It took years to cultivate your brand – years of building trust and connecting with your customers’ emotions.
by Paul Brandner
Director of Marketing
1. Easy to adopt
Paying by mobile needs to be super simple or you’ve lost your user right out of the gate. To adopt a new behaviour, users need to feel they are saving time—even the act of downloading and adopting a new app might be too large a barrier, but if that app is complex, requiring multiple steps, your investment is already sunk. A clean user interface with clear directives is key to adoption. Streamline the process by integrating payment tools with your existing app or linking to an existing mobile wallet. Prioritize simplicity at every juncture.
2. Free to use
Cost is always a barrier to adoption, so it goes without saying that any mobile tool you provide should be free to users. The addition of reloadable prepaid functionality takes the perception of “free” a step further. If a user has loaded a card in advance, they’re already highly motivated to use it—the absence of cash or a card in the payment process makes it feel like a free transaction.
3. Gifting functionality
Around Christmas time I spend a lot of time at Starbucks. It’s not that I particularly love their coffee, but my wallet is fat with giftcards just begging to be used up. And because it’s so convenient, I’m inclined to reload often, and I just keep going back. In the same way, adding gifting functionality to your payment platform ensures it will get used despite the adoption curve. The ongoing convenience of giving and receiving by mobile will perpetuate that cycle of use.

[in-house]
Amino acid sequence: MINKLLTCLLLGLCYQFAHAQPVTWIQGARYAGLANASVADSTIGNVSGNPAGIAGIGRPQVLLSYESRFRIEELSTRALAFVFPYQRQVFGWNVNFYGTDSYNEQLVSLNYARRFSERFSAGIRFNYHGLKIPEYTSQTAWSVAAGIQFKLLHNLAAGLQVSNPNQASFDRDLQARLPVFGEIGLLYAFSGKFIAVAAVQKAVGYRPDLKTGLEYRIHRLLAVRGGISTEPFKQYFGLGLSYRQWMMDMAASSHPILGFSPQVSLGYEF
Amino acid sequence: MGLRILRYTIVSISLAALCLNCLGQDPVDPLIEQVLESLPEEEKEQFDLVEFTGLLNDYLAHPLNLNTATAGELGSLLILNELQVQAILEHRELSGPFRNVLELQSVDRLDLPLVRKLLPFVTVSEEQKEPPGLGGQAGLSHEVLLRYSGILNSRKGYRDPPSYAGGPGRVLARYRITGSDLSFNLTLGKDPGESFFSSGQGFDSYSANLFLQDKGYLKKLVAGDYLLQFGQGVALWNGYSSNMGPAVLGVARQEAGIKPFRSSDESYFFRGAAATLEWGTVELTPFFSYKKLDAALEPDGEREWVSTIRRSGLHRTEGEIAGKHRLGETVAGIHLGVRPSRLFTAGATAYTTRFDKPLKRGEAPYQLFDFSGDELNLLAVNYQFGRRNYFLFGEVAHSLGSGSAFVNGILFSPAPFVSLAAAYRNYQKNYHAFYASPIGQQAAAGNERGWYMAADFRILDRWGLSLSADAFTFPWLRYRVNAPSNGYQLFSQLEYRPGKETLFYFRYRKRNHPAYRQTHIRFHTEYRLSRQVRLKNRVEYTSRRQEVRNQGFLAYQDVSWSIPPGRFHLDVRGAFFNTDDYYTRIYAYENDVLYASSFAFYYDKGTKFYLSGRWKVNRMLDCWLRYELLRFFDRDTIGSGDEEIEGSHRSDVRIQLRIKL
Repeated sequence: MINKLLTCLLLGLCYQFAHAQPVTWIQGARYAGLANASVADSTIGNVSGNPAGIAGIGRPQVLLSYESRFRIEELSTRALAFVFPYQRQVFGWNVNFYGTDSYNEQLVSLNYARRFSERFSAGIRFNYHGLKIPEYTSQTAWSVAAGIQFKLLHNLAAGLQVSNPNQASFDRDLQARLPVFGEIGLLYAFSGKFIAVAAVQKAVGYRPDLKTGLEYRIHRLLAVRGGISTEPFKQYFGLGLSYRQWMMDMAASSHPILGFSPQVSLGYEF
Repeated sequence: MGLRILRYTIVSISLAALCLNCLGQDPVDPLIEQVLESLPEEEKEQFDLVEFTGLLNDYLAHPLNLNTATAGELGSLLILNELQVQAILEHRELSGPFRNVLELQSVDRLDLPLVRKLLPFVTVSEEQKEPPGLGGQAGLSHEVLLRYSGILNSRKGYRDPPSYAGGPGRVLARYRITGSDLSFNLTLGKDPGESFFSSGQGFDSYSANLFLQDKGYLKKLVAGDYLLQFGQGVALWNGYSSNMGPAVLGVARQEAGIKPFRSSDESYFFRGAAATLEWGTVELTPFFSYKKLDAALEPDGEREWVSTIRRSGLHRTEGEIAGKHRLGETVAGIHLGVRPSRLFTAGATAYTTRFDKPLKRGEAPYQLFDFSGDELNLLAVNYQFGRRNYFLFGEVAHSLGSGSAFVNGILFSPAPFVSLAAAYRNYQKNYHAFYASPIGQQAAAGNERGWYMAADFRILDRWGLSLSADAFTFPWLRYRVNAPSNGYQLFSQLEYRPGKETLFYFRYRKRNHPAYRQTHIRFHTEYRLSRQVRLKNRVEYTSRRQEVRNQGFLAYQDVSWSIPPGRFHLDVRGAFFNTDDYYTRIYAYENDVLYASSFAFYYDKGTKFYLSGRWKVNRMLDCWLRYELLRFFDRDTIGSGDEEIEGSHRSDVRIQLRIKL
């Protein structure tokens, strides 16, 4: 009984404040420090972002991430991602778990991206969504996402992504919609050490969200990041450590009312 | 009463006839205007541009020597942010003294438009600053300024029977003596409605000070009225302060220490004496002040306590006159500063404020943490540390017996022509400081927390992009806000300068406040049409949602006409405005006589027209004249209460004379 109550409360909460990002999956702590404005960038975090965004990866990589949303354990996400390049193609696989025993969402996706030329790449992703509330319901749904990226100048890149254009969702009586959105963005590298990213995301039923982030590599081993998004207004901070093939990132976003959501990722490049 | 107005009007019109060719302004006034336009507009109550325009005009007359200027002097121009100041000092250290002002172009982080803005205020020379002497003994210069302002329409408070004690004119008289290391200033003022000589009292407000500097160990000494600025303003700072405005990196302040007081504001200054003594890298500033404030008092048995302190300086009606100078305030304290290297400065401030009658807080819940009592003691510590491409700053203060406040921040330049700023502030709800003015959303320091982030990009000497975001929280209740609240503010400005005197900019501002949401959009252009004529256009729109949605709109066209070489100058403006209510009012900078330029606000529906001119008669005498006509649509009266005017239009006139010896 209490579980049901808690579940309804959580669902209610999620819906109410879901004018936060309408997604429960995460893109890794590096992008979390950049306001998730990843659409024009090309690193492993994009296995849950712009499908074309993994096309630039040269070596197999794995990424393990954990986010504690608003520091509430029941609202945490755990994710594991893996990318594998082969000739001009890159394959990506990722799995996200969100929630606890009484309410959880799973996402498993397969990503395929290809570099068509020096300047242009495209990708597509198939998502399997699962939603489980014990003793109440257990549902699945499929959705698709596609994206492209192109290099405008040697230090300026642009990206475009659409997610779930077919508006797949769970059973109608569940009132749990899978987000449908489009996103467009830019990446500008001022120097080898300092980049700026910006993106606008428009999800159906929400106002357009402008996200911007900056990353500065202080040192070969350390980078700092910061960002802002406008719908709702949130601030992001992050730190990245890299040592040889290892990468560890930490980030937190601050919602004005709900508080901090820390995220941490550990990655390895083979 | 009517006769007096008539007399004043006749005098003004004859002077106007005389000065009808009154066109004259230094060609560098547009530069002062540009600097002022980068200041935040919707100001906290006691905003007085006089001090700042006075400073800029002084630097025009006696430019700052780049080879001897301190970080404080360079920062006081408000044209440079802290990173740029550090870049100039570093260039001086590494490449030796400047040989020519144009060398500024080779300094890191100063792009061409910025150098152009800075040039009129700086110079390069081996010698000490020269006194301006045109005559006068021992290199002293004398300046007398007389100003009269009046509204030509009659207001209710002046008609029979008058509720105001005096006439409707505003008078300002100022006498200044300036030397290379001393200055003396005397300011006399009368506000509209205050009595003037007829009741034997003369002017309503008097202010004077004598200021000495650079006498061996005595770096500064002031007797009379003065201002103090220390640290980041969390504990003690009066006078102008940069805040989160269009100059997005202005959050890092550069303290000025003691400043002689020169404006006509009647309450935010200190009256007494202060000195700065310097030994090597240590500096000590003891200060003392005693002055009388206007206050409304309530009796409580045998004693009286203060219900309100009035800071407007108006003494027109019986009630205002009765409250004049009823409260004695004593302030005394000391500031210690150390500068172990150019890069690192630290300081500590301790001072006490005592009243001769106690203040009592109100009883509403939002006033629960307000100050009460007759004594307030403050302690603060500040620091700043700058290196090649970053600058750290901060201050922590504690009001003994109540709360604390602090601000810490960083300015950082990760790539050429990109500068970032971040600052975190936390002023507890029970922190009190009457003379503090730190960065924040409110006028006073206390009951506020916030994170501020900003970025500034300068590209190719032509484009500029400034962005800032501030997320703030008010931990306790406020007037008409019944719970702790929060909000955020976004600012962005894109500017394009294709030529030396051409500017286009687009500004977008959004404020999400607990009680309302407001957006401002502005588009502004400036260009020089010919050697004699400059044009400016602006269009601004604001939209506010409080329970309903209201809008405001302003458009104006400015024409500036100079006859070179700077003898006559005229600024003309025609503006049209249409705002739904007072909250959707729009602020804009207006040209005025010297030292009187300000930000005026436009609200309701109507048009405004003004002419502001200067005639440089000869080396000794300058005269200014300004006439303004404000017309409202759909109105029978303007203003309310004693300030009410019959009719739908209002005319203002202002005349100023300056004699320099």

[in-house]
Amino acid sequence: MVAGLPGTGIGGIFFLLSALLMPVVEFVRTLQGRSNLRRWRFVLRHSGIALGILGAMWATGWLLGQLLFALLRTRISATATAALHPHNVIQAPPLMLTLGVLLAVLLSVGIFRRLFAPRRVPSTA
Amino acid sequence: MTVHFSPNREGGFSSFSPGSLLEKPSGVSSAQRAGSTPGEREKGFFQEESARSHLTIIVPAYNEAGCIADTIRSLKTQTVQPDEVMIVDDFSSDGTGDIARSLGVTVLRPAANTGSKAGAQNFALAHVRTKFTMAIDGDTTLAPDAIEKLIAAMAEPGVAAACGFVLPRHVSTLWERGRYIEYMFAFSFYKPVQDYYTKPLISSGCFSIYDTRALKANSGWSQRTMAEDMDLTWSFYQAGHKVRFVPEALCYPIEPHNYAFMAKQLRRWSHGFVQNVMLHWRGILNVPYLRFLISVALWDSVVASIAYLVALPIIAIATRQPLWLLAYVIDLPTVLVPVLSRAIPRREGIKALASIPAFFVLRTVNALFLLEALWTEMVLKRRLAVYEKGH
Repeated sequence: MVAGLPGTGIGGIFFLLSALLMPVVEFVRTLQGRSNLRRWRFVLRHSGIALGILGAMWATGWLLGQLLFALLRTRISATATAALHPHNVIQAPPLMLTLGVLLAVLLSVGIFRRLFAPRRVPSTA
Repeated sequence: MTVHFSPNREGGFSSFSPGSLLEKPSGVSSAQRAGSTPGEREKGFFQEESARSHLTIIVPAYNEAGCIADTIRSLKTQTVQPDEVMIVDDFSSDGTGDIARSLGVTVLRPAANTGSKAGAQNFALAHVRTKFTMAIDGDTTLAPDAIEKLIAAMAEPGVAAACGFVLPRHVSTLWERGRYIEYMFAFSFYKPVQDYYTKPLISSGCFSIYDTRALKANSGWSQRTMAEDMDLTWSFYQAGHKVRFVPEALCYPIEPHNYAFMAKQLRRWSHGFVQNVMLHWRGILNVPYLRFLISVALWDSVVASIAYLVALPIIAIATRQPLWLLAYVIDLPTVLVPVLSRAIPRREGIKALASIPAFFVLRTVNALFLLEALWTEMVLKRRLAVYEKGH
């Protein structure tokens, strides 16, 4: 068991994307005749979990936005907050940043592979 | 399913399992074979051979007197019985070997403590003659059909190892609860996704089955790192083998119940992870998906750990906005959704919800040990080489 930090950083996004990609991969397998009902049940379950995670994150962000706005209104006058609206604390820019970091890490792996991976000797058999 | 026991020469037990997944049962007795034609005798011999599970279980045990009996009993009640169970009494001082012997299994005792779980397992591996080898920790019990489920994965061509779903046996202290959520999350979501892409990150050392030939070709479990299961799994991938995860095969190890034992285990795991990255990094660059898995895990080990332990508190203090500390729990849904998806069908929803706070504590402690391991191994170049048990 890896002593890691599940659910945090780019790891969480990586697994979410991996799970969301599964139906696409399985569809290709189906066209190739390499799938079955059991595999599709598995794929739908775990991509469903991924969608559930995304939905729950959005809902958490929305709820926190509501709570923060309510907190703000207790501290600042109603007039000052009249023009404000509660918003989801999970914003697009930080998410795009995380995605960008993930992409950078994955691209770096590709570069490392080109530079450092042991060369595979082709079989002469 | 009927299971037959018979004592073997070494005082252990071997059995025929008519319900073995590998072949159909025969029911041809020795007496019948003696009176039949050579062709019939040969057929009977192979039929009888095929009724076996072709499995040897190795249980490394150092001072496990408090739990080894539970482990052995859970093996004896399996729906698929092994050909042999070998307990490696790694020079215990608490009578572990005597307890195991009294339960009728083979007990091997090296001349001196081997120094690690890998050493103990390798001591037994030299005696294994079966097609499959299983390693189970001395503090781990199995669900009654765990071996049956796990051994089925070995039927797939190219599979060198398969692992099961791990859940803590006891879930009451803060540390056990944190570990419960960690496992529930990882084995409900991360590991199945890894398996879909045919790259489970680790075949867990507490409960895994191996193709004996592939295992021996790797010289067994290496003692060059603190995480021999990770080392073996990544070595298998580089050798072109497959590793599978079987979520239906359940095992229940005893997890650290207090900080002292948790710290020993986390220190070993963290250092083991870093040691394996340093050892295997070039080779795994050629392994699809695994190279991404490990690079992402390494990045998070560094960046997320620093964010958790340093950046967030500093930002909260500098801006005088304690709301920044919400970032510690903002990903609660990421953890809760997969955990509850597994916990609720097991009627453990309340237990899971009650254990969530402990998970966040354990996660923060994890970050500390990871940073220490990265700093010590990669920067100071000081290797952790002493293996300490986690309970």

4. Built-in Rewards
Changing consumer behaviour is a huge challenge, but rewards go a long way. If I’m going to change my behaviour there needs to be a pretty good reason, but I’m swayed by free stuff—especially if it’s free stuff I’d be buying anyway. The benefit of a mobile wallet versus a closed-loop app is that you can use it anywhere and collect multiple types of rewards on potentially all your purchases. If I have control over when and where I cash those in, it’s easy for me to get on board.
When your brand is at stake, keep your mobile payment program simple and relevant. Like any great product or service, more than just a profit, it should deliver a great experience that makes life better in some small way.
With that in mind, rolling out something as complex a mobile payment program may feel high risk—there are so many opportunities to miss the mark. Done well, however, a mobile rollout can be a massive boost to customer perception. And if you’re not doing it to improve the customer experience, why bother?